South Asia and Beyond

Battleground Central Asia: Can India Rise To The Challenge?

 Battleground Central Asia: Can India Rise To The Challenge?

SAMARKAND: Welcome to Central Asia, the biggest geopolitical battlefield in India’s neighbourhood. This is where India’s mettle will be tested against a China that has made aggressive inroads into the region. The big question: does India have the stomach to take on China here?

Prime Minister Modi’s presence at the heads of state summit of the Shanghai Cooperation Organisation (SCO) in Samarkand, Uzbekistan, on Thursday suggests the stomach is there. But limited capacity and laggard delivery are handicaps that need to be urgently addressed.

Once a Russian preserve, China is now driving the agenda in Central Asia, seeking to dominate and control access to vast troves of strategic minerals including uranium in Kazakhstan, oil and gas in Uzbekistan and Turkmenistan, gold in Kyrgyzstan and hydro power in Tajikistan.

True to form, China has been practical, ruthless and with an eye on the future, invested heavily in the region, overtaking Russia in trade and extracting energy from no less than three states. Highways and railway lines it is building are providing a direct link to Europe, bypassing Russia.

So those who presume to have read the Ukraine tea leaves correctly (that Russia and China are allies), need to redo some of their sums. China is determined to displace Russia in Central Asia, a goal it may be well on the way to achieving. What with the Ukraine war and its own internal issues, Russia maybe weakened beyond repair over the coming decade. If that happens the implications for India are serious.

“A China-dominated Central Asia will take over the transit routes for oil and gas, and helped by Pakistan at one end and a dysfunctional Afghanistan in the middle, will shut India out of the region, reducing it to a marginal player, cut off from the very continent we live in,” warned a senior Indian diplomat. “If India is to ensure this does not happen, it needs to get more serious about Central Asia.”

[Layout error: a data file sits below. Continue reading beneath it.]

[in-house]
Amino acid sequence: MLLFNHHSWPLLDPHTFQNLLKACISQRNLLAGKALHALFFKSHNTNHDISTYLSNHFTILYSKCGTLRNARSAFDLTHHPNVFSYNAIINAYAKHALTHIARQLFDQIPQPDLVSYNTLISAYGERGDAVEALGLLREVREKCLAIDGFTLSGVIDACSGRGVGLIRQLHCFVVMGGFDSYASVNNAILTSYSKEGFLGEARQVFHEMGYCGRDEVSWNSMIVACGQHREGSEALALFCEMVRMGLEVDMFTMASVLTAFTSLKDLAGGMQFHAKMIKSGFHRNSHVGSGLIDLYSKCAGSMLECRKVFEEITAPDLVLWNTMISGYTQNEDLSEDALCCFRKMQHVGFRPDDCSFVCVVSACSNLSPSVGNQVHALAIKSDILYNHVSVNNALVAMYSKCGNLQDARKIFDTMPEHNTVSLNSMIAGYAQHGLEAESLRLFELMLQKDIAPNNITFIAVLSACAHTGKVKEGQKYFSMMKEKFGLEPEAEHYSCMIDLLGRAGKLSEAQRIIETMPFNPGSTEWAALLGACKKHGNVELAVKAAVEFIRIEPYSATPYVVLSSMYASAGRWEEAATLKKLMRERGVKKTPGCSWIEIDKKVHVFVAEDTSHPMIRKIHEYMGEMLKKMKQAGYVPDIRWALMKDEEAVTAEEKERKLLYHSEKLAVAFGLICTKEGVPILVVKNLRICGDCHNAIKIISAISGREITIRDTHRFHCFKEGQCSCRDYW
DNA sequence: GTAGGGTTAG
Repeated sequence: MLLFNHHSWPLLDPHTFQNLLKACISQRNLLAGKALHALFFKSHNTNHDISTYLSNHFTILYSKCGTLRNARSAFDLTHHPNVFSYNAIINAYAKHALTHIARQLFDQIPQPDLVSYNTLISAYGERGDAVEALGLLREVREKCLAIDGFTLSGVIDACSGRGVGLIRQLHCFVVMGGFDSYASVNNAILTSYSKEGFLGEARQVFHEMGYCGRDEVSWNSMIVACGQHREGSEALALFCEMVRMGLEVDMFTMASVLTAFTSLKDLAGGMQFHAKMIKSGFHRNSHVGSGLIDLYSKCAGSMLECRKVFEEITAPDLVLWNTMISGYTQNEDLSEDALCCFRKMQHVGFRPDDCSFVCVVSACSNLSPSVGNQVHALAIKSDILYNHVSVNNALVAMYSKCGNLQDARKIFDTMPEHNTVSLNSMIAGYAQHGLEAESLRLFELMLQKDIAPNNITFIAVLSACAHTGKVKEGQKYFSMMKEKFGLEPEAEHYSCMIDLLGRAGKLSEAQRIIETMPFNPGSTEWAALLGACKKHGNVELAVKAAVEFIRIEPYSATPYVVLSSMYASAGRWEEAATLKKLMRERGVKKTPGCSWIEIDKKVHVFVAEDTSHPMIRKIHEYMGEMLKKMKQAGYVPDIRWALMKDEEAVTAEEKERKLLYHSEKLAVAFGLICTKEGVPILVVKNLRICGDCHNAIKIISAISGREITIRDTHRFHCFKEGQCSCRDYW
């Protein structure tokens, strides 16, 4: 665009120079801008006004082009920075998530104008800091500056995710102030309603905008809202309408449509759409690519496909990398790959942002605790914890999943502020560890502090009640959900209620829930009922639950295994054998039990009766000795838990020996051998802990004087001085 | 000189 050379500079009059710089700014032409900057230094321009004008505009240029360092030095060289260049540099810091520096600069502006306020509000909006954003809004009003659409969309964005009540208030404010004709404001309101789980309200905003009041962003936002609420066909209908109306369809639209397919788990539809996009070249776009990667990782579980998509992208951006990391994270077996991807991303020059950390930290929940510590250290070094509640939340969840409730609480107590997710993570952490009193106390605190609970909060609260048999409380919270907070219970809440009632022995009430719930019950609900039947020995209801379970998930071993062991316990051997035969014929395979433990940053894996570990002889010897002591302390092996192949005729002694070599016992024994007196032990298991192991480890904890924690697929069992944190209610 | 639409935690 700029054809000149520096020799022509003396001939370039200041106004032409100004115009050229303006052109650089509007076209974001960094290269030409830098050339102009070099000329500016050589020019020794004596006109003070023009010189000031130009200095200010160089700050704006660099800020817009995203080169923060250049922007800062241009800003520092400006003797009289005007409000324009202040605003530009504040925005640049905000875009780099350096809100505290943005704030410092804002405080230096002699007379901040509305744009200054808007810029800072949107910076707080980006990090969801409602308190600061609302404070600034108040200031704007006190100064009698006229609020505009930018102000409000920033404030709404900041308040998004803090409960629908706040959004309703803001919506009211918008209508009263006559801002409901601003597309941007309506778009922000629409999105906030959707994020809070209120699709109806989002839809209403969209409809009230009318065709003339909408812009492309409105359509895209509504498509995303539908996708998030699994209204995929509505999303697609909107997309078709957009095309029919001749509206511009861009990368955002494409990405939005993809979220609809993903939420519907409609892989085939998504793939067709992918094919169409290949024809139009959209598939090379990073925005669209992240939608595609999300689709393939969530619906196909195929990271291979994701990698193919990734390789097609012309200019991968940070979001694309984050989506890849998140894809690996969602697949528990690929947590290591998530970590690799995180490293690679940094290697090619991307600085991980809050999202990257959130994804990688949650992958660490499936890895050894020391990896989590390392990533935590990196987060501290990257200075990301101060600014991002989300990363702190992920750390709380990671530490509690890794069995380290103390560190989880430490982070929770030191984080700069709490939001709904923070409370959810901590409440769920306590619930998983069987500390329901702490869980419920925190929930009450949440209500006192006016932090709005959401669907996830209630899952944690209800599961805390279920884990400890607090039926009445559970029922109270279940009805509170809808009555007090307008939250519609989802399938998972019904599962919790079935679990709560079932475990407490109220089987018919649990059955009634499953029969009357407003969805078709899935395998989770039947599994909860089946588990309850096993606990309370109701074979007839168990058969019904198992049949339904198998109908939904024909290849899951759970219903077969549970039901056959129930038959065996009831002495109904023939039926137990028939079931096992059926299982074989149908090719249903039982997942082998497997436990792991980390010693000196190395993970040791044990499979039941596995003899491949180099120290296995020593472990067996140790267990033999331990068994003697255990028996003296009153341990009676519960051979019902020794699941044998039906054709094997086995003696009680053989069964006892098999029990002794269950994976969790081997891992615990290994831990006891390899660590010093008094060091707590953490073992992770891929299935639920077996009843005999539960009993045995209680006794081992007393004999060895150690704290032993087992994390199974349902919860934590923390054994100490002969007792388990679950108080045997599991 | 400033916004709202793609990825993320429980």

To be fair, since 2012 India’s attitude to the region has been changing. That year the Connect Central Asia Policy was unveiled based on 4Cs: Commerce, Connectivity, Consular and Community. In Nov. 2014, NSA Ajit Doval hosted his counterparts from the five Central Asian states, Russia and Iran. There was also a meeting of foreign ministers. In 2015, Modi visited the five Central Asian states and this year held a virtual summit with the 5 Central Asian leaders.

Next month India will host an anti-terror drill with SCO states (including China, Pakistan) in Manesar. India is also chairing the Regional Anti-Terror Structure this year and more drills will follow. In December, Doval will again host the national security advisers at a summit in Delhi. Ties with each country in the region are being ramped up independent of the SCO.

“The region welcomes an Indian presence but there is an image problem,” argued a diplomat with long experience of Central Asia. “India is seen as talking more, doing less. Fortunately for us, Pakistan is viewed with suspicion. China is not liked but they come with ‘gifts’, this is the real world.”

Add to that the Turks who are getting fairly active and although India tends to be dismissive, they are getting what they want. Iran is another player, low profile but very focused on ensuring its interests are protected. That includes the north south transport corridor with the India developed Chabahar port now operational.

An important point to note is that the U.S. and its allies are nowhere in the region since leaving Afghanistan last year. There was a prolonged presence beginning in 2001 and lasting until 2014, and although there was some talk last year of the U.S. seeking a presence in Central Asia, it’s unlikely Russia will allow that to happen.

The region is witnessing a churn. Kazakhstan was swept by political unrest and violence following demonstrations against the government’s decision to hike fuel prices, ironic in an oil-rich country. In July there was violence in Uzbekistan’s autonomous Karakalpakstan following government attempts to reduce its autonomy. More than 20 people died and over 200 were injured in the violence that followed.

India lacks a land border with Central Asia (all the more reason, it is argued in some circles, to renew the claim to PoK and not settle on the LoC as the border), which is why the need to ramp up cooperation with those states and play an active role in the SCO.

Surya Gangadharan

Thirty eight years in journalism, widely travelled, history buff with a preference for Old Monk Rum. Current interest/focus spans China, Technology and Trade. Recent reads: Steven Colls Directorate S and Alexander Frater's Chasing the Monsoon. Netflix/Prime video junkie. Loves animal videos on Facebook. Reluctant tweeter.

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